Photo courtesy of {link url=””}robad0b{/link}

UC Berkeley professor of journalism and hero of the “food movement”, Michael Pollan, says rising health care costs may be our biggest ally in getting positive change to the agriculture industry in Washington.

In his latest article titled, “How Change Is Going to Come in the Food System“, published in The Nation, Pollan argues that while a cultural revolution has taken place in American’s perception of what and why we eat, little real change has taken place at the level of policy.

“The food movement has discovered that persuading the media, and even the president, that you are right on the merits does not necessarily translate into change, not when the forces arrayed against change are so strong,” says Pollan.

However, the food movement can take a page from the fight against tobacco in recruiting a powerful ally: the insurance industry. With the passing of Obama’s Patient Protection Act and Affordable Care Act, insurance and government agencies can no longer neglect individuals with preventable, diet-related chronic diseases.

“No longer allowed to cherry-pick the patients they’re willing to cover, or to toss overboard people with chronic diseases, the insurance industry will soon find itself on the hook for the cost of the American diet too,” writes Pollan.

Until now local, grassroots movements to improve food economies haven’t been able to compete with the lobbying efforts of the largest industry in America. But “as soon as the healthcare industry begins to focus on the fact that the government is subsidizing precisely the sort of meal for which the industry (and the government) will have to pick up the long-term tab, eloquent advocates of food system reform will suddenly appear in the unlikeliest places—like the agriculture committees of Congress,” writes Pollan.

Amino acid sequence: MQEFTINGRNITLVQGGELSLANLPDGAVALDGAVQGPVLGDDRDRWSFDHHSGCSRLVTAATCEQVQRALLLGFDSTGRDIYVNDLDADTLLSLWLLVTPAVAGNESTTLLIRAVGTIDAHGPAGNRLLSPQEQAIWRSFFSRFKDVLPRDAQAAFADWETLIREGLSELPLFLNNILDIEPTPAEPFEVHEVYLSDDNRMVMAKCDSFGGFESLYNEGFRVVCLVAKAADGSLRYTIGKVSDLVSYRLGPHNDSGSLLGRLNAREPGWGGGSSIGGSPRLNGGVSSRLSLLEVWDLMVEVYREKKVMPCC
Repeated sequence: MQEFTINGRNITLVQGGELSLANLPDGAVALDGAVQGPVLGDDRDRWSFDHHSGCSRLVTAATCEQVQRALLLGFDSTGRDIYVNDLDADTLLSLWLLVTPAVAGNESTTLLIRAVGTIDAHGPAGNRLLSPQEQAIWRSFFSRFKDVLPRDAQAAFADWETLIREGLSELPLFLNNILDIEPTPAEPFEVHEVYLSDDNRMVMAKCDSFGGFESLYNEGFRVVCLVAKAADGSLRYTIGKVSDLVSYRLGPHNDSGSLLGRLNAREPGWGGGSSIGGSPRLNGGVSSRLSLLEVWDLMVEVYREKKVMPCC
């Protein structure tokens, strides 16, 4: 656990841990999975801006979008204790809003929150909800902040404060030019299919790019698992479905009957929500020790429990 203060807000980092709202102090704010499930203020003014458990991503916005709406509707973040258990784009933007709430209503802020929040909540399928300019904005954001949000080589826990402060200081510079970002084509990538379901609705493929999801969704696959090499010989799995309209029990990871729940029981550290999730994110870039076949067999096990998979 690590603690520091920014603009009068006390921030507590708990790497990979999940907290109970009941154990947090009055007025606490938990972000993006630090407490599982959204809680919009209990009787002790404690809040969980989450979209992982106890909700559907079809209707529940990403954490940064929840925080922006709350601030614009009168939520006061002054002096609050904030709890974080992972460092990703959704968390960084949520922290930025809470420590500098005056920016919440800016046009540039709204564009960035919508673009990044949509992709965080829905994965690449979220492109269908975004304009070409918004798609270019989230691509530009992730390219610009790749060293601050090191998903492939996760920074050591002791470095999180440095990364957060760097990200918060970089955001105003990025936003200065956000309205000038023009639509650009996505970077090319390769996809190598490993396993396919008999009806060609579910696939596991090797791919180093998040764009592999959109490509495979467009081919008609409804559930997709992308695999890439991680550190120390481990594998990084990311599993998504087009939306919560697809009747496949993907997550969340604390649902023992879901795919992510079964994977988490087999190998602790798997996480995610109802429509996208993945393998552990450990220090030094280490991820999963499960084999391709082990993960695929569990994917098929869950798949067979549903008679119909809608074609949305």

Wouldn’t that be a welcome change in season.

Michael Pollan Says Health Insurance Interests May Be Our Best Chance In Political Food Fight 23 April,2013Darya Pino


Darya Pino

Darya Pino is a Ph.D trained scientist, San Francisco foodie, food and health writer and advocate of local, seasonal foods. She shares her unique scientific perspective on health and enthusiasm for delicious foods at her website Summer Tomato. Follow her on Twitter @summertomato.

Sponsored by

Become a KQED sponsor